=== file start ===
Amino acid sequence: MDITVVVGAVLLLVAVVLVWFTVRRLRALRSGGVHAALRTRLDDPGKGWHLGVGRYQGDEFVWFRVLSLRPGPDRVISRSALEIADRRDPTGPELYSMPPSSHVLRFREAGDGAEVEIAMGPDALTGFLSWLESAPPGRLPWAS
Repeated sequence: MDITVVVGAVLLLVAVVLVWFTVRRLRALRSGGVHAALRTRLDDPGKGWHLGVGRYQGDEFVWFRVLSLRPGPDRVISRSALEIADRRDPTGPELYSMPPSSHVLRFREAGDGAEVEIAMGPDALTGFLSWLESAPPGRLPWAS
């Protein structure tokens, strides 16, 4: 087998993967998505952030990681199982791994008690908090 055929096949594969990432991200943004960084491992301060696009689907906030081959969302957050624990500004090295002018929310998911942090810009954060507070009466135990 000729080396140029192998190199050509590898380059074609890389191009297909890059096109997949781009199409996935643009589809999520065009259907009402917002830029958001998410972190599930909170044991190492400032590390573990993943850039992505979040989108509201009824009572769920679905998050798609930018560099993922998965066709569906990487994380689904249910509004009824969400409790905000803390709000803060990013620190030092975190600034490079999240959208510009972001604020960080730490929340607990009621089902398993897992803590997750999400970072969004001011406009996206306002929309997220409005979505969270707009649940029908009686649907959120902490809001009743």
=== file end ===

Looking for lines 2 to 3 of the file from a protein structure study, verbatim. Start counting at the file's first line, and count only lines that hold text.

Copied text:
Repeated sequence: MDITVVVGAVLLLVAVVLVWFTVRRLRALRSGGVHAALRTRLDDPGKGWHLGVGRYQGDEFVWFRVLSLRPGPDRVISRSALEIADRRDPTGPELYSMPPSSHVLRFREAGDGAEVEIAMGPDALTGFLSWLESAPPGRLPWAS
């Protein structure tokens, strides 16, 4: 087998993967998505952030990681199982791994008690908090 055929096949594969990432991200943004960084491992301060696009689907906030081959969302957050624990500004090295002018929310998911942090810009954060507070009466135990 000729080396140029192998190199050509590898380059074609890389191009297909890059096109997949781009199409996935643009589809999520065009259907009402917002830029958001998410972190599930909170044991190492400032590390573990993943850039992505979040989108509201009824009572769920679905998050798609930018560099993922998965066709569906990487994380689904249910509004009824969400409790905000803390709000803060990013620190030092975190600034490079999240959208510009972001604020960080730490929340607990009621089902398993897992803590997750999400970072969004001011406009996206306002929309997220409005979505969270707009649940029908009686649907959120902490809001009743």